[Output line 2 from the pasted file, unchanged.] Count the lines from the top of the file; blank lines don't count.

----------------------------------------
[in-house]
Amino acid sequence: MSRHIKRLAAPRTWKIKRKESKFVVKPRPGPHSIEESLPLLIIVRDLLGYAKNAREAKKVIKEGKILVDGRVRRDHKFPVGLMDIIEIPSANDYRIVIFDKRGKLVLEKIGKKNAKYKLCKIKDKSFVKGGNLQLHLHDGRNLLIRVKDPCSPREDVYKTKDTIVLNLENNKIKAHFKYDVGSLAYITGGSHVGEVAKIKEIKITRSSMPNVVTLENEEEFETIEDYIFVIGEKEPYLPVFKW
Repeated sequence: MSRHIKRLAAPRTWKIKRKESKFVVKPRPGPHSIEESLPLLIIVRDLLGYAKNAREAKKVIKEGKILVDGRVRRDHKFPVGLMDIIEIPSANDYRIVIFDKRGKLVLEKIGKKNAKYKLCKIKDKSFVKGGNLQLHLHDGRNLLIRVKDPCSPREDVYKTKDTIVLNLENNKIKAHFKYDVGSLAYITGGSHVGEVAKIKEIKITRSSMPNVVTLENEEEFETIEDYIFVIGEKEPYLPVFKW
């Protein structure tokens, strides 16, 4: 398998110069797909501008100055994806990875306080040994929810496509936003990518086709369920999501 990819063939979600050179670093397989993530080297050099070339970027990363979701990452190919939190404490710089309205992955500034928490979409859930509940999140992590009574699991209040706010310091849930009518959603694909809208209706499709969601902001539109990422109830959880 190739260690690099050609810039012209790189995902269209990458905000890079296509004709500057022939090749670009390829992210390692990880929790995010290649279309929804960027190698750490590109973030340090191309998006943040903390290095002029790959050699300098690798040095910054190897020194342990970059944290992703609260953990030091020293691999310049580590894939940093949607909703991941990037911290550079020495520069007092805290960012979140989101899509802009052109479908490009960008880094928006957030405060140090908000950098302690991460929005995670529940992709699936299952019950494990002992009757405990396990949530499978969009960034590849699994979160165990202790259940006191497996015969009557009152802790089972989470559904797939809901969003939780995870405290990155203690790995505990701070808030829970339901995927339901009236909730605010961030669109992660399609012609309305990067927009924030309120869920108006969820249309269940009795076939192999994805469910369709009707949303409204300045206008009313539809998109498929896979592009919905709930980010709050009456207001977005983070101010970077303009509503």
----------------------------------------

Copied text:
Amino acid sequence: MSRHIKRLAAPRTWKIKRKESKFVVKPRPGPHSIEESLPLLIIVRDLLGYAKNAREAKKVIKEGKILVDGRVRRDHKFPVGLMDIIEIPSANDYRIVIFDKRGKLVLEKIGKKNAKYKLCKIKDKSFVKGGNLQLHLHDGRNLLIRVKDPCSPREDVYKTKDTIVLNLENNKIKAHFKYDVGSLAYITGGSHVGEVAKIKEIKITRSSMPNVVTLENEEEFETIEDYIFVIGEKEPYLPVFKW